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Invisible Sexuality: Lord Fanny and the Gender Question

By Steff Osborne

This probably appeared in the February '99 issue of ST, given the date I wrote it. It's not terribly well-written, but it still might be of interest to Invisibles fans.

Don't get me wrong, here. I like Lord Fanny. He's certainly one of the most interesting characters in comics. In Grant Morrison's Invisibles, Fanny gets all the good lines plus most of the cool costumes. But, well, he is not a she.

You're probably laughing about now. "Of course, Fanny isn't a she. She's a transsexual!"

And there, darling (as our hero/ine might say), is where you're wrong.

I'm pretty sure Morrison doesn't know any transsexuals. Otherwise Fanny wouldn't have the gender inconsistencies he displays. Grant may say Fanny is transsexual. Even Fanny describes himself as such, starting in Volume 1, issue #5. But if you read carefully, there's no way that Fanny is anything more than a drag queen.

I don't claim to be an expert on transsexuals, but I have lived with one and known many others. True transsexuals see themselves as being trapped in the body of the wrong gender. A male-to-female TS is, emotionally, a woman. A female-to-male, despite the breasts, really feels she is a man. Drag queens, on the other hand, see their fashion sense as a sexual tool. They know they're men in women's clothing, and therein lies the turn-on for them.

Fanny was supposedly raised as a woman. In fact, the "She-Man" story arc (Vol. 1, #13-15) goes into Fanny's background in depth. But if Fanny really felt he was a woman, why would he have an internal monologue like the following, taken from Invisibles #13?

I can deal with anything-- it's my armor-- beautiful armor-- she-male chain-mail-- like the Crusaders, darling--

Cross-dressed-- like Jesus-- dressed for the cross-- Jesus in drag-- hah -- God, I feel like Jesus in drag-- crossdressed dragged-up drugged-up witch bitch

This scene, in which Fanny moves from his male self to his female persona, thanks to cosmetics and clothes, shows the reader exactly what sort of gender-bender Lord Fanny is.

Grant Morrison uses a lot of magick (yeah, the kind with a 'k') in this comic. Sex magick is a normal thing to the Invisibles. Fanny's gender is the source of her power. Transforming himself into a woman is highly erotic for Fanny. It's a power ritual of sorts. The sexual energy generated during the transformation, and the constant reminders of the change (through discomfort from bras, having to remember to keep his knees together in shirt skirts, and so on) is the power that drives Fanny's occult abilities. As a woman, Fanny is sexually -- and therefore magickally -- charged and is always aware of this fact.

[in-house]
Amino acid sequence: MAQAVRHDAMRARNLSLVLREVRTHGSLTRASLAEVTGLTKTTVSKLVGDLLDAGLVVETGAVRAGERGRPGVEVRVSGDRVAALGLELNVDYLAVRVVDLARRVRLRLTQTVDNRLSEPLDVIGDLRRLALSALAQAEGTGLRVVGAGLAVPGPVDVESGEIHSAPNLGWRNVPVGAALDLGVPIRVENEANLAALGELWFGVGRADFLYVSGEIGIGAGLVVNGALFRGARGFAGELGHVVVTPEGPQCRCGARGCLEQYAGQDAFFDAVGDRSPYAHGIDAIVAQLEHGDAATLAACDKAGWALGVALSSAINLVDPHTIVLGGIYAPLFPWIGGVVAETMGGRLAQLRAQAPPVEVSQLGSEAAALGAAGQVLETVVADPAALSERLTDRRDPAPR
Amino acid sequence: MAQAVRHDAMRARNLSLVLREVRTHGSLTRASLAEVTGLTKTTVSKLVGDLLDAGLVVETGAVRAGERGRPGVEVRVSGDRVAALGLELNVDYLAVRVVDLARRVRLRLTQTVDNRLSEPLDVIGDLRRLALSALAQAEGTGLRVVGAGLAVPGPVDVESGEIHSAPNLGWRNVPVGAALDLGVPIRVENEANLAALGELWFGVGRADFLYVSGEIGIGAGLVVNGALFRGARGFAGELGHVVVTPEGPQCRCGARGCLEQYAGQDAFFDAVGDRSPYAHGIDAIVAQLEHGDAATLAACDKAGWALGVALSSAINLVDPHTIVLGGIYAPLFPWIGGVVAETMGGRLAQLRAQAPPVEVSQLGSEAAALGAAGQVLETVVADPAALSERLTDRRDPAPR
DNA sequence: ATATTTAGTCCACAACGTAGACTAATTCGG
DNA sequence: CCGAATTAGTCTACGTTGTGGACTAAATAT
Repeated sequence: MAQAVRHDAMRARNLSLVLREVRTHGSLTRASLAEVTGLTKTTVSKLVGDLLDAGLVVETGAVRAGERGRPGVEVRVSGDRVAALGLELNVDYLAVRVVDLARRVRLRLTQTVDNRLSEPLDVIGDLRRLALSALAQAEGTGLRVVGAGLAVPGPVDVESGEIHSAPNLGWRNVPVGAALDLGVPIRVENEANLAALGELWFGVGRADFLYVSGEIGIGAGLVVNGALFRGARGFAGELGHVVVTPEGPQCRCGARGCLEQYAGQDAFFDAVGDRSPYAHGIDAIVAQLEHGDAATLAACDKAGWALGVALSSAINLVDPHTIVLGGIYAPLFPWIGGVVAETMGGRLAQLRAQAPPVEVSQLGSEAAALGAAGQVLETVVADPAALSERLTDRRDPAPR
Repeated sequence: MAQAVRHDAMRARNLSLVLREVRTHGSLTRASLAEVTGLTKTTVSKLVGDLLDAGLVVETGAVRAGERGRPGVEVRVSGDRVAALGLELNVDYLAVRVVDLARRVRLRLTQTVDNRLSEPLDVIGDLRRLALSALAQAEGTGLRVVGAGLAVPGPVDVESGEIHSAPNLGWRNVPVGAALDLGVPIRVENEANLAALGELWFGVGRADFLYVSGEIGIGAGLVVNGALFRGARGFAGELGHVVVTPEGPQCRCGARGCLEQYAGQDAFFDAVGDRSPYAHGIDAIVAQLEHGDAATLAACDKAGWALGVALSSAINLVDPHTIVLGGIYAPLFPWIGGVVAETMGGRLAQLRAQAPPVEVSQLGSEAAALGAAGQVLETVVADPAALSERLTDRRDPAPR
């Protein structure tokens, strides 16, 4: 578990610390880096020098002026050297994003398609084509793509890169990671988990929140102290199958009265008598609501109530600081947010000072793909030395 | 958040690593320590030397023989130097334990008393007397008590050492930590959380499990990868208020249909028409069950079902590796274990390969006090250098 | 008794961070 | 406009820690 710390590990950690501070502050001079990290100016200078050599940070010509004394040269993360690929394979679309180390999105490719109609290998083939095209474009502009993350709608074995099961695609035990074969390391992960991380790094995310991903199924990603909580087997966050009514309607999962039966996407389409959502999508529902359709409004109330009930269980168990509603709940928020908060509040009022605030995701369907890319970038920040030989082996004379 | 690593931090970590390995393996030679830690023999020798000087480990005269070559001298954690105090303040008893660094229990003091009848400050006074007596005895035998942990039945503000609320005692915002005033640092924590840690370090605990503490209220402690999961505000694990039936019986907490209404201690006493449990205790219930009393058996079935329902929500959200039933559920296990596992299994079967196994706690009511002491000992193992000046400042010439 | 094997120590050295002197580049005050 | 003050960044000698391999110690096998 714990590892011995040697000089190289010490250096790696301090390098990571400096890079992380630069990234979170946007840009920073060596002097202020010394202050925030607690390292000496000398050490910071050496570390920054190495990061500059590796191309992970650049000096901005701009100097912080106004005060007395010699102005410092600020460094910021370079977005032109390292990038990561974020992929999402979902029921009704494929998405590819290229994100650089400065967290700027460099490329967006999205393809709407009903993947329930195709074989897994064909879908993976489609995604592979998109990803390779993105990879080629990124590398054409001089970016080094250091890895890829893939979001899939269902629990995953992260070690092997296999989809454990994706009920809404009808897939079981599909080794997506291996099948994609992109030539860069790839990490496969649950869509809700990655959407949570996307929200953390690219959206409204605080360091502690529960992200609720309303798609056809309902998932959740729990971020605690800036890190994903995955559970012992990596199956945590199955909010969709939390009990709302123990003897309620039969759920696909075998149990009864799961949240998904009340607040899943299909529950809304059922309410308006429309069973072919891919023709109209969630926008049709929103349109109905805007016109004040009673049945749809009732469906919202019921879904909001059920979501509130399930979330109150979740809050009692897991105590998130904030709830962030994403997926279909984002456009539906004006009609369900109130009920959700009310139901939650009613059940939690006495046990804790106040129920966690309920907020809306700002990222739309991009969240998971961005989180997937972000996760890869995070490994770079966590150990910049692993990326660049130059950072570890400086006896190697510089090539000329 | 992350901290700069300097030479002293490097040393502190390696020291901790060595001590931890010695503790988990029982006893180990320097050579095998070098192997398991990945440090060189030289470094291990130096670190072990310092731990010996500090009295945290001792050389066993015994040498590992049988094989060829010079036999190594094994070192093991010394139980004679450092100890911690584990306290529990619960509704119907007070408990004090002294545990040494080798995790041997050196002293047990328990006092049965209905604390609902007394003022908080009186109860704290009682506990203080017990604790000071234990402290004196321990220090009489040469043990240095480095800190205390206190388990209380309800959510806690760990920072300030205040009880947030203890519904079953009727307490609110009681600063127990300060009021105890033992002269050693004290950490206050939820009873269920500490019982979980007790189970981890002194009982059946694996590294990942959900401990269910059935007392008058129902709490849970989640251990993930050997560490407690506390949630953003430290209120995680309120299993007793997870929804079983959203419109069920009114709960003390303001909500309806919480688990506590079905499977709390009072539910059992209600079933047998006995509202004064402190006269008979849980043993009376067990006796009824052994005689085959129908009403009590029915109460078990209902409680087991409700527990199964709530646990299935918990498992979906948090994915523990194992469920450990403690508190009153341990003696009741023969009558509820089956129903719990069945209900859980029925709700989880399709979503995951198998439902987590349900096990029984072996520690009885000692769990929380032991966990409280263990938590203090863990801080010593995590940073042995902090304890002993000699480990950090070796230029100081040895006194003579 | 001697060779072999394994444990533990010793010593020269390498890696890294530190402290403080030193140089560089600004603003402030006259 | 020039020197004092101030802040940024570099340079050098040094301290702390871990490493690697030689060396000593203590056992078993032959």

It makes perfect sense, from a chaos-magick viewpoint. It's actually a brilliant method of gaining and maintaining the energy needed for life as an Invisible. The "She-Man" storyline is thus aptly named -- a modern shaman, Fanny uses Revlon and Versace like the shamans of old used face paint and animal skins. The shaman is a magician of transformation, and Fanny follows in their footsteps with a '90's twist.

However, the eroticism and power are utterly at odds with who Fanny is supposed to be. He's a magus in drag, not the woman we're told he is. If Fanny was raised as a woman, he would see this transformation as a small, routine pleasure -- not as ritual. When a woman (biologically or mentally) gets dressed and does her makeup, she may find some joy in making herself pretty; but, more often than not, getting ready is just something she has to do in order to leave the house. There is pleasure in the special occasions, like dressing up for a date, but not the ritual ecstasy to be found in Lord Fanny when he performs the same act.

There are other inconsistencies, too. A TS feels just as comfortable in jeans as in a dress, because she knows that she is a really a woman. Morrison attempts this to a degree, as Fanny is still Fanny even without the wig, but the queenly hand gestures, the over-the-top clothes and mannerisms, betray this.

Fanny is a man. A gay man. In drag. There's no other way to explain him.

I like Lord Fanny. Really, I do. I just wish Grant could write him a little better.

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